Depending on where they live, state lawmakers will have to scramble to get to know new constituents or hold onto familiar territory under a once-in-a-decade redrawing of legislative districts.

Depending on where they live, state lawmakers will have to scramble to get to know new constituents or hold onto familiar territory under a once-in-a-decade redrawing of legislative districts.


Lawmakers are constitutionally required to overhaul state legislative and congressional boundaries every 10 years to reflect how Massachusetts’ population has shifted.


The maps, passed by the House and Senate on Nov. 1 and signed by Gov. Deval Patrick the same week, leaves several House members from Blackstone Valley, MetroWest, the North Shore, the Fall River and Taunton area and other regions with drastically new turf.


“I always find it hard to lose something that I've had for a while,” said state Rep. Patricia Canavan, D-Brockton, who will lose a section of Easton. But Canavan said she looks forward to meeting new constituents in East Bridgewater.


Other state representatives will pick up or lose just a few new precincts or see no new terrain at all. The Senate brings fewer changes – it leaves 92 percent of state residents in the same districts, lawmakers said.


“My district didn’t change at all, not one precinct,” said state Sen. Brian Joyce, D-Milton.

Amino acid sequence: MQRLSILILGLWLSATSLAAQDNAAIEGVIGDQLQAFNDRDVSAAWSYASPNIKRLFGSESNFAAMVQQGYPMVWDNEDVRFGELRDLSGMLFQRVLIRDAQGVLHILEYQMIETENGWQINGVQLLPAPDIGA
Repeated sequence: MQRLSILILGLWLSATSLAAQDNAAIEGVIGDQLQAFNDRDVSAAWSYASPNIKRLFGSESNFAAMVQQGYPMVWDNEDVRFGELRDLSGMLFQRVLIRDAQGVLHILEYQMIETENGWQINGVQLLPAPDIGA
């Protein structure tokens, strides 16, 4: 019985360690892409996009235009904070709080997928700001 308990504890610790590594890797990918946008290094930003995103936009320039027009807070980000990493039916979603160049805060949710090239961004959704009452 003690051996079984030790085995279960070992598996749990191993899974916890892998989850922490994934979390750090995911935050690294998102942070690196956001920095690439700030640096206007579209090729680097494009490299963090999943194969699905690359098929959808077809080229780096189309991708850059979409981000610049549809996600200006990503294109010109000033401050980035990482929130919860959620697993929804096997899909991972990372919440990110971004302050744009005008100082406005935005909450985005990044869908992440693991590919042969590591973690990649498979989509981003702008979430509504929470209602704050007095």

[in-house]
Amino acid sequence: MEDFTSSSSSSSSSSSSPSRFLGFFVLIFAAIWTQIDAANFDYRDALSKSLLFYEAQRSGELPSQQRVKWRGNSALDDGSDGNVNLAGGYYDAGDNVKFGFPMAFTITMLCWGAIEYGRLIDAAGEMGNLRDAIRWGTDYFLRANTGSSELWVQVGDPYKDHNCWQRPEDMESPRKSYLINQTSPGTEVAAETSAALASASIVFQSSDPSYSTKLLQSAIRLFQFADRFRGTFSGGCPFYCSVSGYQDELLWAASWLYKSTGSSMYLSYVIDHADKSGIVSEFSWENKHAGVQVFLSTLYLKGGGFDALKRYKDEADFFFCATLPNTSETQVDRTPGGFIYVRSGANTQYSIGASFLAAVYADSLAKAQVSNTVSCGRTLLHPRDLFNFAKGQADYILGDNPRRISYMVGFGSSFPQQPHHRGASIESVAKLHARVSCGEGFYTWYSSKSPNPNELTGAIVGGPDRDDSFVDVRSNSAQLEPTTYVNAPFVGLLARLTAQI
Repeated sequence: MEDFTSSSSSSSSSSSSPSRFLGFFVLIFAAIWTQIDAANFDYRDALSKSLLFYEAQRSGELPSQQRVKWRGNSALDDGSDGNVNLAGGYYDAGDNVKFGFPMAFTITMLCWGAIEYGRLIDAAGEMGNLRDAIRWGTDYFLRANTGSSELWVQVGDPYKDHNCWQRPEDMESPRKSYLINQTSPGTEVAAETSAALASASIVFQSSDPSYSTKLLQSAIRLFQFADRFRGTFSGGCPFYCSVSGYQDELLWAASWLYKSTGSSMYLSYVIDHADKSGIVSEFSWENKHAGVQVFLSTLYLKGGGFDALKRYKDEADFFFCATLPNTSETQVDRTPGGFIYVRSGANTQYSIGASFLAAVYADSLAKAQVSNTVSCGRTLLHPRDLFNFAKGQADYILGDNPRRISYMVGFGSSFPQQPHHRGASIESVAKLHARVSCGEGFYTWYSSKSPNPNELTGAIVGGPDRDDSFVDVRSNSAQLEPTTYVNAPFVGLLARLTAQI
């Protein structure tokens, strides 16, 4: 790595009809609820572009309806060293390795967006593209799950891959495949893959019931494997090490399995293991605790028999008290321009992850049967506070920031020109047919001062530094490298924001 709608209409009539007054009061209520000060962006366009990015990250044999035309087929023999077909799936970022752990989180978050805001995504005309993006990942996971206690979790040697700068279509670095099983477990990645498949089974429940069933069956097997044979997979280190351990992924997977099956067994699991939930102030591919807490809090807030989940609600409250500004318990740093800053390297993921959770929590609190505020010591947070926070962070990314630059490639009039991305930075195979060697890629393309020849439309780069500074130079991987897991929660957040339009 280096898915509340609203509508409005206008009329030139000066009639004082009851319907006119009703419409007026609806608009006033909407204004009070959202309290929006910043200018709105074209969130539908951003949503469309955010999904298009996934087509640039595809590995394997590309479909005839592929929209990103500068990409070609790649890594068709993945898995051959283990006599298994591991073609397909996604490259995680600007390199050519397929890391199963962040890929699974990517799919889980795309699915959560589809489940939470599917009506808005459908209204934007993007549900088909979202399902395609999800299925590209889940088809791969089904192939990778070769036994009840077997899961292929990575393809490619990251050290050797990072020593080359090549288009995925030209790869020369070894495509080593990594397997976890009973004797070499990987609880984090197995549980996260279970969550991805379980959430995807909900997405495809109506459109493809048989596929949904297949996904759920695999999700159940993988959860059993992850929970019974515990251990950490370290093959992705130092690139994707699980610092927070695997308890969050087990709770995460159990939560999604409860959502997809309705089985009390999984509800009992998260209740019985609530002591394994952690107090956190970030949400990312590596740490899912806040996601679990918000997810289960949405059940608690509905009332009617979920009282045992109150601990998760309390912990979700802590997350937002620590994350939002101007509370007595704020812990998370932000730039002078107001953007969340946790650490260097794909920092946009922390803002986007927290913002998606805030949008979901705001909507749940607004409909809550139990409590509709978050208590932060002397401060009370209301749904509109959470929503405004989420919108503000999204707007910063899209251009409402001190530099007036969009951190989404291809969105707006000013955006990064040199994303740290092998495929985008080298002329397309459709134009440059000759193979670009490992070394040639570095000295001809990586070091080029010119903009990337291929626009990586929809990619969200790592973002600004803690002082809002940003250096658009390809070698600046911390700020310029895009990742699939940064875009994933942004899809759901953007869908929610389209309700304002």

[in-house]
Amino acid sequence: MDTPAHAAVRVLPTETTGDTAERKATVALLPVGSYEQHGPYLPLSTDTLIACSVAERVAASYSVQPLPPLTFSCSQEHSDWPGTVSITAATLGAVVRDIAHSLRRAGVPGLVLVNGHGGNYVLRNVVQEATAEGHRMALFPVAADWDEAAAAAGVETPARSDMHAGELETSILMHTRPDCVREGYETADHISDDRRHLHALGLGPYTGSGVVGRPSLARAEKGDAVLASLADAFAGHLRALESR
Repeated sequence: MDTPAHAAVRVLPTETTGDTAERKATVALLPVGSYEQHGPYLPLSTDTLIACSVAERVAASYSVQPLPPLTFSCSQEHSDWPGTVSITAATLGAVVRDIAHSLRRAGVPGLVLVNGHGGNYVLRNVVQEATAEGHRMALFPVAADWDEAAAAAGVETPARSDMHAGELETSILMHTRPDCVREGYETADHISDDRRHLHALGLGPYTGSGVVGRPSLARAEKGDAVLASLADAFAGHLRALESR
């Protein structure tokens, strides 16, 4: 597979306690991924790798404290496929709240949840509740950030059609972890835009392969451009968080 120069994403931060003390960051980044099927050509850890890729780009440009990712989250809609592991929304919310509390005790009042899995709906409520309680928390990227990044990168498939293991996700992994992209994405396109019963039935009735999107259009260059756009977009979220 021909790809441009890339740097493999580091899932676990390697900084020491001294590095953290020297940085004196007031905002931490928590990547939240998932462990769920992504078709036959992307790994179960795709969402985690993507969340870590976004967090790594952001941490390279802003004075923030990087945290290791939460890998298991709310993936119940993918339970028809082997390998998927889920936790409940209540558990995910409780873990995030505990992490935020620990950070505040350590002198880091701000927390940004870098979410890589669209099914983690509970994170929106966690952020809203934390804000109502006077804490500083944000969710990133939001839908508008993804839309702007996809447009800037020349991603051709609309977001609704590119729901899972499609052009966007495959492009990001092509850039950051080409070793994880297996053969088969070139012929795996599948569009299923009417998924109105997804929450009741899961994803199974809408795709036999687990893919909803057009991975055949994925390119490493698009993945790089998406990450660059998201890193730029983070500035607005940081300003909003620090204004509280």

The maps deliver a significant boost in minority voting power. Since 2000, the state’s Asian and Hispanic populations each spiked 46 percent while the ranks of black residents grew 26 percent, according to the 2010 Census. Meanwhile, the white majority dipped slightly, by 2 percent. 


To reflect these changes, districts where minorities are the majority population have doubled from 10 to 20 in the House. The Senate added a third. Between both chambers, that adds up to one more than minority voting groups proposed earlier this year.


Among communities with new majority-minority House districts are Brockton, Lawrence and Lowell, with the changes affecting the borders of some surrounding districts, too.


“We all agree that change needed to take place,” said Rep. Bradford Hill, R-Ipswich, a member of the redistricting committee.


That marks a major change in the Legislature’s approach. A 2004 federal court ruling found that the House had protected incumbents at the expense of black voters in the 2000 redistricting. The case ultimately led to former Speaker Thomas Finneran’s obstruction of justice conviction, stemming from statements about his role in the plan. 


Leaders of a legislative redistricting panel went to great lengths to stress this plan is different, with lawmakers actively soliciting public input for a change.


Chairmen Sen. Stanley Rosenberg and Rep. Michael Moran stressed that they held 13 public hearings versus the five held a decade ago. More than 500 people and groups submitted comments at the forums or through a new redistricting website, many giving very technical suggestions on how districts could be drawn.


For the first time, the committee accepted public comments on the proposed maps for a week and made several minor changes before sending its final recommendation to the Legislature on Tuesday, Oct. 25. Lawmakers then accepted amendment proposals for a week before voting on the proposals.